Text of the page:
SON DG Calls For Capacity Building In Goods Clearance


Port users have been advised to undergo intensive human capital development training to understand the current documentation procedures used in trade facilitation internationally.

Similarly, they have been told to abide by the culture of compliance within trade organisations as a way to achieve smooth import and export procedures.

Director General, Standards Organisation of Nigeria (SON), Dr. Joseph Odumodu, at the Certified Import Compliance Management (CICM) programme in Lagos recently said importers and freight forwarders should build a culture of national trade compliance at the nation’s seaports.

Odumodu, who was the Special Guest Speaker at the forum, explained that emphasis should be placed on the culture of compliance rather than a compliance policy to drive trade facilitation.

According to him, the programme provided an opportunity to strengthen import, procurement, shipping and supply chain management functions of participating organisations by providing them with certified compliance training on emerging import practices and trends

The SON director general, who delivered a paper titled: Building a National Trade Compliance Culture, said the agency has moved to ensure port users conform with the national trade compliance culture, with the introduction of the SONCAP (Standard Organisation of Nigeria Comformity Assessment Programme) to all international trade.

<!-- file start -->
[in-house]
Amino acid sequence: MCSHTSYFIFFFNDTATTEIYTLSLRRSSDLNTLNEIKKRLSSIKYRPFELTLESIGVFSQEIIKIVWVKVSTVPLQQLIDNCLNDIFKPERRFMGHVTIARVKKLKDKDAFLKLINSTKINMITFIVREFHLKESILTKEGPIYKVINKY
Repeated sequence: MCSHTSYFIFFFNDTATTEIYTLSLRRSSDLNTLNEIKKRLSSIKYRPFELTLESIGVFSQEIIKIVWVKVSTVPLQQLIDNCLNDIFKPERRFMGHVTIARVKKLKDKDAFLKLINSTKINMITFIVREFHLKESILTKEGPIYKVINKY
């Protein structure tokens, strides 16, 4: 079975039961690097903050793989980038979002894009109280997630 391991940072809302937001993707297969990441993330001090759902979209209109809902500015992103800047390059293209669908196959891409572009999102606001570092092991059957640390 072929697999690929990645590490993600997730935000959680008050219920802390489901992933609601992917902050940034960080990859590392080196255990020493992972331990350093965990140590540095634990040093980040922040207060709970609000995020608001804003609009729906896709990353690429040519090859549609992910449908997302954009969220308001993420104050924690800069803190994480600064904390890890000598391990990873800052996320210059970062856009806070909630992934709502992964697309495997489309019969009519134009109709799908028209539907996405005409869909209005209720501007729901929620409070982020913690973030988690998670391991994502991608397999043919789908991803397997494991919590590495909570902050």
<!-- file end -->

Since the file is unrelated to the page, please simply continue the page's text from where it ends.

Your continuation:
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He said the agency has henceforth standardised all the regulated products through the SONCAP scheme to check adulterated products entering into the country.

Odumodu noted that the SONCAP scheme allows the agency to perform offshore inspection activity and verification of products for compliance.

Earlier in his opening address, the Chief Executive Officer, Multimix Academy, Obiora Madu, said that the operational details involved in importing/exporting has continued to be complex considering the vagaries of trade as knowledge and understanding of affective documentations are of prime essence.

He said documentation issues are becoming major challenges affecting goods clearance at the ports.

“In an increasingly shrinking global socio-economic environment, no nation can even afford to exist in a vacuum. What operates in one country affects to unimaginable extents what happens in some others especially when aggregated against international trade.

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